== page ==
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3-min read

Here's Why NASA-ISRO Satellite Will Pass Donald Trump's Test

NISAR, an abbreviation for NASA-ISRO Synthetic Aperture Radar [SAR] is a joint mission of NASA and ISRO which is aimed at studying global hazards and environmental change.

Sarthak Dogra | News18.com@SarthakDogra

Updated:July 4, 2017, 11:12 AM IST
Here's Why NASA-ISRO Satellite Will Pass Donald Trump's Test
Representative Image. (Image: NASA/Handout via REUTERS)
A collaborative mission of two of the biggest space organisations in the world – NASA and ISRO hangs in balance as US President Donald Trump has made his intentions clear on not having ‘Climate Change’ as his priority. After recently pulling out of the Paris Agreement on Climate Change (and calling other countries who support it as ‘Freeloaders’ – including India, China and Russia), Donald Trump has put a big question mark on whether the US President will be interested in investing in 'the most-expensive' Earth-Imaging satellite to date, which is being developed by ISRO and NASA in partnership.

If it was just for addressing the ‘Climate Change’ happening across the globe, the collaboration might not have passed the scrutiny of the US President. However, as per the industry experts, that is not the case. In an interaction with Geospatial World, a remote sensing expert revealed that the jointly developed satellite, termed as NISAR, will perform a host of activities other than just tackling the ‘Climate Change’. In fact, Climate Change would be a very small part of what the satellite would actually do.

NISAR, an abbreviation for NASA-ISRO Synthetic Aperture Radar [SAR] is a joint mission of NASA and ISRO which is aimed at studying global hazards and environmental change. The ‘other’ activities in NISAR’s objectives include disaster management at its highest level, by the collection of data which will further be used for proactive planning for disasters. Additionally, Infrastructure monitoring, Agricultural Monitoring, Water Resource monitoring and other such applications will also benefit from the collected data.

As per Dr Paul Rosen of Jet Propulsion Laboratory, USA, NISAR is a dual frequency L and S band SAR mission which will Map the earth from two directions in every 12 days. In the same interaction, he further explained that the primary objectives of the NISAR satellite include cryosphere studying, ice sheets, climate and its variability, deforestation, volcanic eruptions and earthquake detection. He stressed upon the broad category of data collection that NISAR is poised to cover, “from agriculture to disaster response to coastal processes to ocean wind and almost anything that you can use with fast, time series radar.” On the same note, ex-NASA Chief - Charles F. Bolden told Geospatial World “The primary focus of the satellite would be to detect changes in earth’s crest. We are looking for hints at earthquake detection that will help us save lots of lives and money."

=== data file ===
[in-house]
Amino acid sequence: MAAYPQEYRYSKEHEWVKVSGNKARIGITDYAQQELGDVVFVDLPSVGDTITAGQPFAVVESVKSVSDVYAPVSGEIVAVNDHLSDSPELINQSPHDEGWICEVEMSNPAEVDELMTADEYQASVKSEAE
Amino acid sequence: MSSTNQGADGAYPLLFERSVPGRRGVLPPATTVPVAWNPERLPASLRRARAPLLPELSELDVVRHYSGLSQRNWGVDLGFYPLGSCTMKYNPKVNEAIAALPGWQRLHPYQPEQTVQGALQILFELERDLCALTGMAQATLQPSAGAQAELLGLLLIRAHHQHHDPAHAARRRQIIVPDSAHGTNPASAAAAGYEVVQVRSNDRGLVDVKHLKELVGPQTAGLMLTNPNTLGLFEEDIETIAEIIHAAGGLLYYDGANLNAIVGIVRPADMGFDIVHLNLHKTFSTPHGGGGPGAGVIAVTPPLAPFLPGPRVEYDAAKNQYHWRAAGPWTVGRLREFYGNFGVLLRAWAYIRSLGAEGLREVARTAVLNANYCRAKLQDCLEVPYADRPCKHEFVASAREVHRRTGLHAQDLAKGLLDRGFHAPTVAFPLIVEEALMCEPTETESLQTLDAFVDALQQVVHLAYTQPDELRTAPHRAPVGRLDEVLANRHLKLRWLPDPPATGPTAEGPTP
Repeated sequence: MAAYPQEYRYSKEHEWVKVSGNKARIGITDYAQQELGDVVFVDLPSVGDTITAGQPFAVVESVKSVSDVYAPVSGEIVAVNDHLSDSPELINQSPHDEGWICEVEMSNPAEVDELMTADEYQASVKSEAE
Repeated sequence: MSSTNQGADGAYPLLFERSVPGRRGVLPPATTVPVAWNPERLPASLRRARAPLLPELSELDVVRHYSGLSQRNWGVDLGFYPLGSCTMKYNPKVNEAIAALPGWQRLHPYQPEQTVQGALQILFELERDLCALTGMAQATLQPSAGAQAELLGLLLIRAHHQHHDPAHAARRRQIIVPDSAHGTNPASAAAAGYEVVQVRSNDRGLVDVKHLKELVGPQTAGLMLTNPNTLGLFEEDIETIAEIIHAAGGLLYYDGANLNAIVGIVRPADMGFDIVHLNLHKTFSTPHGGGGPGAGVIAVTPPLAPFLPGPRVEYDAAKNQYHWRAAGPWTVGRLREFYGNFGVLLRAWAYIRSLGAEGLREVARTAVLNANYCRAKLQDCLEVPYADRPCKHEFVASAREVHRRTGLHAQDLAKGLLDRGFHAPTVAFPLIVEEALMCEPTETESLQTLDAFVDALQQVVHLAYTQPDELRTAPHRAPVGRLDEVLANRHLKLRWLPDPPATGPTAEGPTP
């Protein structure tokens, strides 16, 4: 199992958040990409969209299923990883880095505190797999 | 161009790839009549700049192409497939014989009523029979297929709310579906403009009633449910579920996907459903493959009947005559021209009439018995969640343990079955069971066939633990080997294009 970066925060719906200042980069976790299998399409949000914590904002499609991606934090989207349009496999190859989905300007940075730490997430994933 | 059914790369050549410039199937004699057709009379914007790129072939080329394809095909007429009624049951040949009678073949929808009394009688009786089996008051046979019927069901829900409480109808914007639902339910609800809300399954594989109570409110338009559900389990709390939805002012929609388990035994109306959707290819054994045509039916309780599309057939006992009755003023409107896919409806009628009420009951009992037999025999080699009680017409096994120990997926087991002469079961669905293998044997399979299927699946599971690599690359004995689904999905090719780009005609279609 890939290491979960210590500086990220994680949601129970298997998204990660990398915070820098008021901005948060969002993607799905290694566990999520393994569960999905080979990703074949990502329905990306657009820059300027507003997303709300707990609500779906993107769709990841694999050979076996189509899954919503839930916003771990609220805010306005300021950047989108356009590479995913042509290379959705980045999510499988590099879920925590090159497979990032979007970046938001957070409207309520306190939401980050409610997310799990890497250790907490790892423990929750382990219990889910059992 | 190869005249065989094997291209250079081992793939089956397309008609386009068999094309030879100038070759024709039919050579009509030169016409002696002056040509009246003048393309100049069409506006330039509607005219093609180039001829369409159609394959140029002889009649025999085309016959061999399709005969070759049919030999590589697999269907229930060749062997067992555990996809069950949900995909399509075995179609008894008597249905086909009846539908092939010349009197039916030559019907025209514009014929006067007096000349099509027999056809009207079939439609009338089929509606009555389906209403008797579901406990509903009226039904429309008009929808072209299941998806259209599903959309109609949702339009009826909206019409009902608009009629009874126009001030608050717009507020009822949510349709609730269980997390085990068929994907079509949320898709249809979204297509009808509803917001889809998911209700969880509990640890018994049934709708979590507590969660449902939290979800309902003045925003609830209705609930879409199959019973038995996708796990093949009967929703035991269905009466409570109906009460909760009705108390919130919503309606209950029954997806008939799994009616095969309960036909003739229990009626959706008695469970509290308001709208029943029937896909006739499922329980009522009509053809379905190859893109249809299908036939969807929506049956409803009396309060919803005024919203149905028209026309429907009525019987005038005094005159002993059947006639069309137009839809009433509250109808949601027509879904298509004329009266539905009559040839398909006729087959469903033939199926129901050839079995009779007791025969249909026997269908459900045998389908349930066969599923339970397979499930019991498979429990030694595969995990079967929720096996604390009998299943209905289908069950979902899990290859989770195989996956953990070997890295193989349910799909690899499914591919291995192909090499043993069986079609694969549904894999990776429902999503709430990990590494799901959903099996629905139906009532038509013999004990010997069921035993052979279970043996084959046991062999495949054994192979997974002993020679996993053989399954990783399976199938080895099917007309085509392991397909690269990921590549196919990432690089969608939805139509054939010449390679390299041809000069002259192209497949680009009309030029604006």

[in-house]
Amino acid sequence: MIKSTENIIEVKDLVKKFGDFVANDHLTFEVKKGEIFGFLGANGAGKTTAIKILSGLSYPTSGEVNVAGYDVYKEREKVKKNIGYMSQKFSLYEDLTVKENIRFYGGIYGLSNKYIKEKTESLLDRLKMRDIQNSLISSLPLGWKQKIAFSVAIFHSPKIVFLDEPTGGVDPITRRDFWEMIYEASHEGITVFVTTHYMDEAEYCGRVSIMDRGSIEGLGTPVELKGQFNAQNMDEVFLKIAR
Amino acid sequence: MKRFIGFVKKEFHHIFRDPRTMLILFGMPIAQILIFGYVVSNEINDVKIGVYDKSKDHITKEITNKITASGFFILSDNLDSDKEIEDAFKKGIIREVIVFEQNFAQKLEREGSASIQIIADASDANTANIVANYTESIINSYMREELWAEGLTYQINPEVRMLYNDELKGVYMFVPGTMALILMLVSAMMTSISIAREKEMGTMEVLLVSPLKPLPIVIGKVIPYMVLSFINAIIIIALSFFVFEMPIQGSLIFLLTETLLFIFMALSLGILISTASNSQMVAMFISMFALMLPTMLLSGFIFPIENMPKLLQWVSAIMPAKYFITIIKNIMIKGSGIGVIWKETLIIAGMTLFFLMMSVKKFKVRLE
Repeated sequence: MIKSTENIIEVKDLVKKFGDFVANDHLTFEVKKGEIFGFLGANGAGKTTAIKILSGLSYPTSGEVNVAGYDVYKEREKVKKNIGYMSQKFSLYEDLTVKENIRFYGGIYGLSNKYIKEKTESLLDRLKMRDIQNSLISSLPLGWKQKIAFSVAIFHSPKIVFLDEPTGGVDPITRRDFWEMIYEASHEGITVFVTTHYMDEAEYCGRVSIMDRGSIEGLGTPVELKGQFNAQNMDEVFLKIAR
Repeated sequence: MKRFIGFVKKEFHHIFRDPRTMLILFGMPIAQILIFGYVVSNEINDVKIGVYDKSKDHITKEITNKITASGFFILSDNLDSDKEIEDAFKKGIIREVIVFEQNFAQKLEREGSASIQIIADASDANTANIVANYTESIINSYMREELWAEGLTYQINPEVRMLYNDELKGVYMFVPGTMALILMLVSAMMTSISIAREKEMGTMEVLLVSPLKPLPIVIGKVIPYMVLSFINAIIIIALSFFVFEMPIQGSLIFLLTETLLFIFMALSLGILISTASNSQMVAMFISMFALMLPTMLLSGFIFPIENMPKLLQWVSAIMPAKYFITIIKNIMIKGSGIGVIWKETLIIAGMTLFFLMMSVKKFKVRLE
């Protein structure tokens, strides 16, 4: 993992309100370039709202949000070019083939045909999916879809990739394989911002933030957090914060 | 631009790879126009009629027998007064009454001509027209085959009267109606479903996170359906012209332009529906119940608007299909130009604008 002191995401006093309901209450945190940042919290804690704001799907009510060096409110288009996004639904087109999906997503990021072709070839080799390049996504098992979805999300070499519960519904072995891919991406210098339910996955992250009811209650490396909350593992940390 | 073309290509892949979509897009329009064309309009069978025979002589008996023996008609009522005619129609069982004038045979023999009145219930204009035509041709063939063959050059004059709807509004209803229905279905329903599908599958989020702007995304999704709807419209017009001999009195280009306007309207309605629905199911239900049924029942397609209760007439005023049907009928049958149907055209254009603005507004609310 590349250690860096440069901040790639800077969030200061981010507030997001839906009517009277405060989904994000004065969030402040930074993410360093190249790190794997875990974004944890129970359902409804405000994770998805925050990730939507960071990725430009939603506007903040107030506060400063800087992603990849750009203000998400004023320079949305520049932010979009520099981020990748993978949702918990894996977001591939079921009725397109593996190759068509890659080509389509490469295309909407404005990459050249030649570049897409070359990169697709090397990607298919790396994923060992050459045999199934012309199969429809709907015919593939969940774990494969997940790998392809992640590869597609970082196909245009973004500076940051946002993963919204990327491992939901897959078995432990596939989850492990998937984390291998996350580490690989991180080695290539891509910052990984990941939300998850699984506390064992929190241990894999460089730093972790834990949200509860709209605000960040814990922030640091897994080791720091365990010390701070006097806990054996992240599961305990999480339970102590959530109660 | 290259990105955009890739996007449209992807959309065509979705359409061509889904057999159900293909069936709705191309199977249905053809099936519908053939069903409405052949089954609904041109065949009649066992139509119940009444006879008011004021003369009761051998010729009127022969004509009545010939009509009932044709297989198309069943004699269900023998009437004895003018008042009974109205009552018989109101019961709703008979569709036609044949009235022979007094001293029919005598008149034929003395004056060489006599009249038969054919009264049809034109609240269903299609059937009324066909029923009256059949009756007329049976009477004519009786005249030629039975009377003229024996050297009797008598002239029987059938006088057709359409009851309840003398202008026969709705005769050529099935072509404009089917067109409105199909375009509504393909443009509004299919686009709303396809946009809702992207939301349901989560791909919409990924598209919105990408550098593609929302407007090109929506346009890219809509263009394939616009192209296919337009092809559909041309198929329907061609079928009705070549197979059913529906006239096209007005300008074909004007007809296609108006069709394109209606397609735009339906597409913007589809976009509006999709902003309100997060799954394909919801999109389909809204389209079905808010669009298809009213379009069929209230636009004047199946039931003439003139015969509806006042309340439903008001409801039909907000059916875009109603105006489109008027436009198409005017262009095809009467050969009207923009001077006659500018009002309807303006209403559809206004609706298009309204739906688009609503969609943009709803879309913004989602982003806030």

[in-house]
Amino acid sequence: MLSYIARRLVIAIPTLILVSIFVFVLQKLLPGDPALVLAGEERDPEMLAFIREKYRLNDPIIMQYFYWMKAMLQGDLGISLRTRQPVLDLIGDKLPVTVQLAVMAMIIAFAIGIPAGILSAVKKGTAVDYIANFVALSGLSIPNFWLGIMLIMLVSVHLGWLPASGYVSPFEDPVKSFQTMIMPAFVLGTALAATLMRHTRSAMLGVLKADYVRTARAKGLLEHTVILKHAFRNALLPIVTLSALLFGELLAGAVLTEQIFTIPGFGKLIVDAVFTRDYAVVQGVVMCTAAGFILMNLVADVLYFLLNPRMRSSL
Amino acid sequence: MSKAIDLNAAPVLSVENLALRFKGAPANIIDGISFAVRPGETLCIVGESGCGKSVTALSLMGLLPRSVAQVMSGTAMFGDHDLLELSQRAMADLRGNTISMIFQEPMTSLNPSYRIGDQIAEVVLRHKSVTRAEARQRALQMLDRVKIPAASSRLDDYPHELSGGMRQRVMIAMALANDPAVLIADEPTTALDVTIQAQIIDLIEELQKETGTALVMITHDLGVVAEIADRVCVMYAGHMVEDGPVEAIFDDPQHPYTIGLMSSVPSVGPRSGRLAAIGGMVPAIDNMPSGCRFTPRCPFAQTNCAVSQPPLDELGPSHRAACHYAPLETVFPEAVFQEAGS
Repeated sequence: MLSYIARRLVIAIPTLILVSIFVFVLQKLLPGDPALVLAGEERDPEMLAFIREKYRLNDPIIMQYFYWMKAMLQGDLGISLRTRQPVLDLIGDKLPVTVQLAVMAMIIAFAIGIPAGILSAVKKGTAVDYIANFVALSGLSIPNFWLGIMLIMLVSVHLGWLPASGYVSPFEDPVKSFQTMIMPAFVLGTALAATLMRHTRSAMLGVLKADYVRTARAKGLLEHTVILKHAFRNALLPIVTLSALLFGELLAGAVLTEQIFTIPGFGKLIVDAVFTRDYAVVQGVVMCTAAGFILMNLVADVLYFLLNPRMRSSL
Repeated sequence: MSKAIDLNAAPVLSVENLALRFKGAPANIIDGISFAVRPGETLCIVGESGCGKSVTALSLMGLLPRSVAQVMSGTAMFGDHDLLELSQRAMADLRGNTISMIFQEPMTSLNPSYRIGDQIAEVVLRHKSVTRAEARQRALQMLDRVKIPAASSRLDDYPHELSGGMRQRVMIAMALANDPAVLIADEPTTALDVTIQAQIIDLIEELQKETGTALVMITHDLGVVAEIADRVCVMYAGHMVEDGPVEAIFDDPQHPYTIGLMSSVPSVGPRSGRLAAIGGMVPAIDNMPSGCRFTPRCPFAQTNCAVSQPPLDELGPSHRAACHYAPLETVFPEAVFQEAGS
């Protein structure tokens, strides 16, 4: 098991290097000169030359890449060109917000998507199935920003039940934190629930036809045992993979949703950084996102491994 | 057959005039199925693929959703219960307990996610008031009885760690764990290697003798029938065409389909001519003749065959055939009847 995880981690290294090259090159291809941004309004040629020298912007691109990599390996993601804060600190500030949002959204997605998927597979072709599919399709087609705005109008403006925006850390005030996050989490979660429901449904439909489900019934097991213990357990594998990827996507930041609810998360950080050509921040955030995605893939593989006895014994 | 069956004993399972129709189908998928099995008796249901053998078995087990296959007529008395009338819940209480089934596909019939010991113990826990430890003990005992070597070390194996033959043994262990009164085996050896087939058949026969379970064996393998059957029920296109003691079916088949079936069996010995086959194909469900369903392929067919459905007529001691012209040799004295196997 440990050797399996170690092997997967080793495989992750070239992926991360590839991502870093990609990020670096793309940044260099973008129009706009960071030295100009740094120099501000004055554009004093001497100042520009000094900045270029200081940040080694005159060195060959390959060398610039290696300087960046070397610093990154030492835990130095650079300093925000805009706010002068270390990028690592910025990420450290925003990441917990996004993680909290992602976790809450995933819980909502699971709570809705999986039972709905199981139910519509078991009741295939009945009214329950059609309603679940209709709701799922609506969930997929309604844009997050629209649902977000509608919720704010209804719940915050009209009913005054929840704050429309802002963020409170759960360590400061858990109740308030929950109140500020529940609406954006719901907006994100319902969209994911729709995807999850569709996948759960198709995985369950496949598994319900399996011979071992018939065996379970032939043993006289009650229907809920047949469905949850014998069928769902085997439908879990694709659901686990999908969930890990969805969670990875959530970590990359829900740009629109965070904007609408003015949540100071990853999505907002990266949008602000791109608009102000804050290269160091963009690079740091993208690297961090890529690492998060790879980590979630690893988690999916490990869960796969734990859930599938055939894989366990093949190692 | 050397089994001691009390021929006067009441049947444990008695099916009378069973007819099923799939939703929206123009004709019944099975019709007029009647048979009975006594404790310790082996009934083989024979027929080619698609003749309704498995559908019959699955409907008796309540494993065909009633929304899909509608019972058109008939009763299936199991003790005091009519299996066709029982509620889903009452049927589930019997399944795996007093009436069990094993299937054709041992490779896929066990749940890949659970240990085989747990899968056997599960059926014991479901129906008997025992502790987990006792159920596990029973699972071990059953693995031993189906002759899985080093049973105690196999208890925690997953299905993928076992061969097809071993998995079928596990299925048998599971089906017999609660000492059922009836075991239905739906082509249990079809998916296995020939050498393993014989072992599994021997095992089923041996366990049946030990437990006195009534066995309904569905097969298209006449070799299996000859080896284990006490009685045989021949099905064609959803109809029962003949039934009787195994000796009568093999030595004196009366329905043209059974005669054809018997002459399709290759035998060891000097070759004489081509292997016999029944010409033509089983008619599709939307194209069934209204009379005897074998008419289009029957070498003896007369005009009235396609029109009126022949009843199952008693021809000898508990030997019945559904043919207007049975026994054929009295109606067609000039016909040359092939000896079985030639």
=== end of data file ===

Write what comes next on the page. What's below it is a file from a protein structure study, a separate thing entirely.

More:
NISAR satellite will use an advanced radar to observe and measure some of the most complex processes of Earth, including natural calamities, ecosystem disruption and more. ISRO Chief – AS Kiran Kumar clarified that apart from additional inputs like biomass estimation, soil moisture and glaciers, NISAR satellite would also provide valuable input on earth’s surface deformation with up to a few centimetres of accuracy. This will, in turn, lead to regular data collection of earthquakes and hence help in their monitoring. ISRO has also encouraged many academic institutions to come up with a plan to utilise the data collected by NISAR satellite.

It is clear that NISAR will be a huge value-add for data collection across the Earth’s most disaster-prone areas. This data can then be used for guided development across the regions and improve the current responsiveness of various applications pertaining to disaster management. Keeping all of these value-adds in mind, there is a propelling reason for both the US and India to go ahead with the mission with utmost commitment.

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(Get detailed and live results of each and every seat in the Lok Sabha elections and state Assembly elections in Andhra Pradesh, Odisha, Arunachal Pradesh and Sikkim to know which candidate/party is leading or trailing and to know who has won and who has lost and by what margin. Our one-of-its-kind Election Analytics Centre lets you don a psephologist’s hat and turn into an election expert. Know interesting facts and trivia about the elections and see our informative graphics. Elections = News18)
| Edited by: Sarthak Dogra
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